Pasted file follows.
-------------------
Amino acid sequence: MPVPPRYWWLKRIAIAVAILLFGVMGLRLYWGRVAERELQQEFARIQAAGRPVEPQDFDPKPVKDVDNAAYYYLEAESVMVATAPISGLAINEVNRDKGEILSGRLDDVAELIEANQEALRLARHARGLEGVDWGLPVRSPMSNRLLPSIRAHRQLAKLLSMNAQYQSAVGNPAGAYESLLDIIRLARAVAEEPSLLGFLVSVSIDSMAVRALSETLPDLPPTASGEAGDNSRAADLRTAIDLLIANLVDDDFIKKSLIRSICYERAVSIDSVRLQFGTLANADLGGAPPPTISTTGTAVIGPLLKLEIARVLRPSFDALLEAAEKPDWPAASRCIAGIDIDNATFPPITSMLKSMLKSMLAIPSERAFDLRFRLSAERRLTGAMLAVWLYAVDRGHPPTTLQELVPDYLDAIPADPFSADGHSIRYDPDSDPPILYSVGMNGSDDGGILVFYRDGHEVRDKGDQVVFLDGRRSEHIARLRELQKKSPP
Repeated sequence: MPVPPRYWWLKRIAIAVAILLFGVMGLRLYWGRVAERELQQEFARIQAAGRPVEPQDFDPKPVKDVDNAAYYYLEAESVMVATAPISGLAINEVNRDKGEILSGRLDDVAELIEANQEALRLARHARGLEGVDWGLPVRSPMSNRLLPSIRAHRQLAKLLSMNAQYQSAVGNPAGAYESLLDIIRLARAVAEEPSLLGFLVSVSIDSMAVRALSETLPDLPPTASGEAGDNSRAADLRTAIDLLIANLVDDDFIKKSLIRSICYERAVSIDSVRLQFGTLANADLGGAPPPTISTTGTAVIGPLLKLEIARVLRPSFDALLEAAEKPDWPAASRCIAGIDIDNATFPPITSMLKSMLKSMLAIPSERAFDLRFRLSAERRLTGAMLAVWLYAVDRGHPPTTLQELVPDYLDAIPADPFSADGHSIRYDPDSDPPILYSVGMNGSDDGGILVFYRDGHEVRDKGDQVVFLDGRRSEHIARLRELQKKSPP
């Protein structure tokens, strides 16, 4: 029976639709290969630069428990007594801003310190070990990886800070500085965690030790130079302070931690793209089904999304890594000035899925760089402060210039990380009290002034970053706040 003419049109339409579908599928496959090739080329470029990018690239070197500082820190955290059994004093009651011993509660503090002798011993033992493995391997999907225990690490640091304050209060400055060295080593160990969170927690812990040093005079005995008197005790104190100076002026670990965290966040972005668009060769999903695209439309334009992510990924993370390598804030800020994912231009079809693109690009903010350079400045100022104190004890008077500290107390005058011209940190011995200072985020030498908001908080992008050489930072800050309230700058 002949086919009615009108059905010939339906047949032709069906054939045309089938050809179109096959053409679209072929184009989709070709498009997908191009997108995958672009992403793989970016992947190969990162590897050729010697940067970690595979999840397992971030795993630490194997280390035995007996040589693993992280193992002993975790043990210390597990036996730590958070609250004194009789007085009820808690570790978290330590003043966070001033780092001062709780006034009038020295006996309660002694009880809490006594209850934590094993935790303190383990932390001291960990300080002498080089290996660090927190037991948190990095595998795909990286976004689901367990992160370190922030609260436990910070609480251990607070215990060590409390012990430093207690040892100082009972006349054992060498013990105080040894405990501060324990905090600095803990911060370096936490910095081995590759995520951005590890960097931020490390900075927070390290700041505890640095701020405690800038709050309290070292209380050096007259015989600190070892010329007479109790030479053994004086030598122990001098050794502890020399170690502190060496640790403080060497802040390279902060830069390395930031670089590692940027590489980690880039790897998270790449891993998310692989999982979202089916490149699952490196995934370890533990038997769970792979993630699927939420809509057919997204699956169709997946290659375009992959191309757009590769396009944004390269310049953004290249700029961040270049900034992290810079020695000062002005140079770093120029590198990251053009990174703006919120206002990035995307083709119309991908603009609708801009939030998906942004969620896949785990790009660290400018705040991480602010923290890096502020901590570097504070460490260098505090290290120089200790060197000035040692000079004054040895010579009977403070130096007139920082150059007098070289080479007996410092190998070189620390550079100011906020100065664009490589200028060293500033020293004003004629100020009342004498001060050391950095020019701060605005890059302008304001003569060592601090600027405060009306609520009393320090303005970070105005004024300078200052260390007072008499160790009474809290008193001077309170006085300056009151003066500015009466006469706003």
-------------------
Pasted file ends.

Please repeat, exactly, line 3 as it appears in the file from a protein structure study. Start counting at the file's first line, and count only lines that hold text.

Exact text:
């Protein structure tokens, strides 16, 4: 029976639709290969630069428990007594801003310190070990990886800070500085965690030790130079302070931690793209089904999304890594000035899925760089402060210039990380009290002034970053706040 003419049109339409579908599928496959090739080329470029990018690239070197500082820190955290059994004093009651011993509660503090002798011993033992493995391997999907225990690490640091304050209060400055060295080593160990969170927690812990040093005079005995008197005790104190100076002026670990965290966040972005668009060769999903695209439309334009992510990924993370390598804030800020994912231009079809693109690009903010350079400045100022104190004890008077500290107390005058011209940190011995200072985020030498908001908080992008050489930072800050309230700058 002949086919009615009108059905010939339906047949032709069906054939045309089938050809179109096959053409679209072929184009989709070709498009997908191009997108995958672009992403793989970016992947190969990162590897050729010697940067970690595979999840397992971030795993630490194997280390035995007996040589693993992280193992002993975790043990210390597990036996730590958070609250004194009789007085009820808690570790978290330590003043966070001033780092001062709780006034009038020295006996309660002694009880809490006594209850934590094993935790303190383990932390001291960990300080002498080089290996660090927190037991948190990095595998795909990286976004689901367990992160370190922030609260436990910070609480251990607070215990060590409390012990430093207690040892100082009972006349054992060498013990105080040894405990501060324990905090600095803990911060370096936490910095081995590759995520951005590890960097931020490390900075927070390290700041505890640095701020405690800038709050309290070292209380050096007259015989600190070892010329007479109790030479053994004086030598122990001098050794502890020399170690502190060496640790403080060497802040390279902060830069390395930031670089590692940027590489980690880039790897998270790449891993998310692989999982979202089916490149699952490196995934370890533990038997769970792979993630699927939420809509057919997204699956169709997946290659375009992959191309757009590769396009944004390269310049953004290249700029961040270049900034992290810079020695000062002005140079770093120029590198990251053009990174703006919120206002990035995307083709119309991908603009609708801009939030998906942004969620896949785990790009660290400018705040991480602010923290890096502020901590570097504070460490260098505090290290120089200790060197000035040692000079004054040895010579009977403070130096007139920082150059007098070289080479007996410092190998070189620390550079100011906020100065664009490589200028060293500033020293004003004629100020009342004498001060050391950095020019701060605005890059302008304001003569060592601090600027405060009306609520009393320090303005970070105005004024300078200052260390007072008499160790009474809290008193001077309170006085300056009151003066500015009466006469706003």